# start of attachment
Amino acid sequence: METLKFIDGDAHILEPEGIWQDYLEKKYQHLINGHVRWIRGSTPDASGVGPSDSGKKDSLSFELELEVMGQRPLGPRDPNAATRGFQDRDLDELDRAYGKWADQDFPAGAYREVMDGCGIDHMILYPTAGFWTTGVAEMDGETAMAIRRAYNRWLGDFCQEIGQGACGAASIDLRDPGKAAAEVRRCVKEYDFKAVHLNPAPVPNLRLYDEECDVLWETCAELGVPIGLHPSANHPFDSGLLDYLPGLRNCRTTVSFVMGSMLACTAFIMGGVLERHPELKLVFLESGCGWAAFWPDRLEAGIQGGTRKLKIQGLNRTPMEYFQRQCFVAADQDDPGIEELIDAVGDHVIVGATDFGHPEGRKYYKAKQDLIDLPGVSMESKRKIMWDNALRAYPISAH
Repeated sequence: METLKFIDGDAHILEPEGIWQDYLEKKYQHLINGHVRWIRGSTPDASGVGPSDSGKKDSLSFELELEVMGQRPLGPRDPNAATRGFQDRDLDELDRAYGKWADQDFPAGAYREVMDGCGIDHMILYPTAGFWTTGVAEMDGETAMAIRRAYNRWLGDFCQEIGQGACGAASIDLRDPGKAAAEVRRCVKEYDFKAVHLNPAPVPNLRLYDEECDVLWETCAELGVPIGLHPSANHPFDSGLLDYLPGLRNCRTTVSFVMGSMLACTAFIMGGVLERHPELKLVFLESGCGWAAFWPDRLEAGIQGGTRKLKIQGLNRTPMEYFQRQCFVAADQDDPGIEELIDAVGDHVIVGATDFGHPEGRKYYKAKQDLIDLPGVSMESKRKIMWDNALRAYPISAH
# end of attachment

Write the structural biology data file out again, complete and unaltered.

Amino acid sequence: METLKFIDGDAHILEPEGIWQDYLEKKYQHLINGHVRWIRGSTPDASGVGPSDSGKKDSLSFELELEVMGQRPLGPRDPNAATRGFQDRDLDELDRAYGKWADQDFPAGAYREVMDGCGIDHMILYPTAGFWTTGVAEMDGETAMAIRRAYNRWLGDFCQEIGQGACGAASIDLRDPGKAAAEVRRCVKEYDFKAVHLNPAPVPNLRLYDEECDVLWETCAELGVPIGLHPSANHPFDSGLLDYLPGLRNCRTTVSFVMGSMLACTAFIMGGVLERHPELKLVFLESGCGWAAFWPDRLEAGIQGGTRKLKIQGLNRTPMEYFQRQCFVAADQDDPGIEELIDAVGDHVIVGATDFGHPEGRKYYKAKQDLIDLPGVSMESKRKIMWDNALRAYPISAH
Repeated sequence: METLKFIDGDAHILEPEGIWQDYLEKKYQHLINGHVRWIRGSTPDASGVGPSDSGKKDSLSFELELEVMGQRPLGPRDPNAATRGFQDRDLDELDRAYGKWADQDFPAGAYREVMDGCGIDHMILYPTAGFWTTGVAEMDGETAMAIRRAYNRWLGDFCQEIGQGACGAASIDLRDPGKAAAEVRRCVKEYDFKAVHLNPAPVPNLRLYDEECDVLWETCAELGVPIGLHPSANHPFDSGLLDYLPGLRNCRTTVSFVMGSMLACTAFIMGGVLERHPELKLVFLESGCGWAAFWPDRLEAGIQGGTRKLKIQGLNRTPMEYFQRQCFVAADQDDPGIEELIDAVGDHVIVGATDFGHPEGRKYYKAKQDLIDLPGVSMESKRKIMWDNALRAYPISAH